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Technical Note

Mapping Vulnerable Urban Areas Affected by Slow-Moving Landslides Using Sentinel-1 InSAR Data

1
Geohazards InSAR Laboratory and Modeling Group (InSARlab), Geoscience Research Department, Geological Survey of Spain (IGME), Alenza 1, 28003 Madrid, Spain
2
National Research Council of Italy, Research Institute for Geo-Hydrological Protection (CNR-IRPI), Strada delle Cacce 73, 10135 Torino, Italy
3
Geological Survey of Spain (IGME), Urb. Alcázar del Genil, 4-Edif. Bajo, 18006 Granada, Spain
4
DARES TECHNOLOGY, Esteve Terradas, 1, Edif. RDIT, Parc UPC-PMT, 08860 Castelldefels, Barcelona, Spain
5
EuroGeoSurveys: Earth Observation and Geohazards Expert Group (EOEG), 36-38, Rue Joseph II, 1000 Brussels, Belgium
6
Institute of Geosciences (CSIC, UCM), Facultad C. Matemáticas, 28040 Madrid, Spain
7
Earth Sciences Department, University of Firenze, Via La Pira 4, 50121 Florence, Italy
*
Author to whom correspondence should be addressed.
Remote Sens. 2017, 9(9), 876; https://doi.org/10.3390/rs9090876
Received: 23 July 2017 / Revised: 8 August 2017 / Accepted: 18 August 2017 / Published: 23 August 2017

Abstract

Landslides are widespread natural hazards that generate considerable damage and economic losses worldwide. Detecting terrain movements caused by these phenomena and characterizing affected urban areas is critical to reduce their impact. Here we present a fast and simple methodology to create maps of vulnerable buildings affected by slow-moving landslides, based on two parameters: (1) the deformation rate associated to each building, measured from Sentinel-1 SAR data, and (2) the building damage generated by the landslide movement and recorded during a field campaign. We apply this method to Arcos de la Frontera, a monumental town in South Spain affected by a slow-moving landslide that has caused severe damage to buildings, forcing the evacuation of some of them. Our results show that maximum deformation rates of 4 cm/year in the line-of-sight (LOS) of the satellite, affects La Verbena, a newly-developed area, and displacements are mostly horizontal, as expected for a planar-landslide. Our building damage assessment reveals that most of the building blocks in La Verbena present moderate to severe damages. According to our vulnerability scale, 93% of the building blocks analysed present high vulnerability and, thus, should be the focus of more in-depth local studies to evaluate the serviceability of buildings, prior to adopting the necessary mitigation measures to reduce or cope with the negative consequences of this landslide. This methodology can be applied to slow-moving landslides worldwide thanks to the global availability of Sentinel-1 SAR data.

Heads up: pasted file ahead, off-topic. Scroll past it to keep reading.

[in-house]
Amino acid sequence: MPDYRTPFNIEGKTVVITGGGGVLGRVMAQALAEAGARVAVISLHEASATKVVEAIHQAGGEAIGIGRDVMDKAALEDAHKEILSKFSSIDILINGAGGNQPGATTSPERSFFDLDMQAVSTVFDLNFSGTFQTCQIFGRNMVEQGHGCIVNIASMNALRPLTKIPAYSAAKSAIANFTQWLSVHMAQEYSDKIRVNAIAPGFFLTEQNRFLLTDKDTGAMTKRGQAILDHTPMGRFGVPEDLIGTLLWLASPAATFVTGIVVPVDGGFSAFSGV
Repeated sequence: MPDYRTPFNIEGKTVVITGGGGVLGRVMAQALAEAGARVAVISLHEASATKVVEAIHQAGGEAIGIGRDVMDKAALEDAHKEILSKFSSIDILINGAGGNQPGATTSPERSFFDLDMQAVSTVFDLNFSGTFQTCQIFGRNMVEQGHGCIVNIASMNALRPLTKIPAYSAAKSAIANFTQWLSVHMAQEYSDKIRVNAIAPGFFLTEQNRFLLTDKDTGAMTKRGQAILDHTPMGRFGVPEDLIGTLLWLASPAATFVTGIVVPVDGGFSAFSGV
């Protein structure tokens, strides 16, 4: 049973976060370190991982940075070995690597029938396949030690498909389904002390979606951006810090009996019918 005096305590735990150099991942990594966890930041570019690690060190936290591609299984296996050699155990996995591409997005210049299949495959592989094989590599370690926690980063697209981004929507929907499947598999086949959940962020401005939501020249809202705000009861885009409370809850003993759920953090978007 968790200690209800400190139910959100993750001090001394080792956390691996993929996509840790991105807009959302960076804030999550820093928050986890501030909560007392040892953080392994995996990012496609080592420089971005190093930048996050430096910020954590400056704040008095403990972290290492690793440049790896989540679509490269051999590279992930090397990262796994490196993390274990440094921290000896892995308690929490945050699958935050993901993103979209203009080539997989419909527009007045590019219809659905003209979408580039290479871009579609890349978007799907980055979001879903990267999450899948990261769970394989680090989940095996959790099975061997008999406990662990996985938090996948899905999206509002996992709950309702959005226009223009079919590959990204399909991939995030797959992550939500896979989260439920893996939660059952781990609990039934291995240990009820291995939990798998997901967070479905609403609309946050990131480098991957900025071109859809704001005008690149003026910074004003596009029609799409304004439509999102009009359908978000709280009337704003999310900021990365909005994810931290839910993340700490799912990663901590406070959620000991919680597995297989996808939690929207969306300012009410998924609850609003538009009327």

Keywords: landslides; InSAR; Sentinel-1; building damages landslides; InSAR; Sentinel-1; building damages

1. Introduction

Landslides affect mountainous regions worldwide, causing a large number of human fatalities and large economic losses [1,2]. Increasing urbanization and climate change will intensify this problem in future years [3]. In order to reduce losses and damages, identification and mapping of vulnerable populated areas exposed to landslides are particularly critical.
The term landslide refers to the movement of a mass of rock, earth, or debris down a slope [4] including different processes, such as rockfalls, debris flows, or landslides. When these movements occur slowly, their evolution can be monitored and evaluated in early stages (e.g., [5,6]), which allows the implementation of mitigation measures to minimize their negative consequences (e.g., [7]).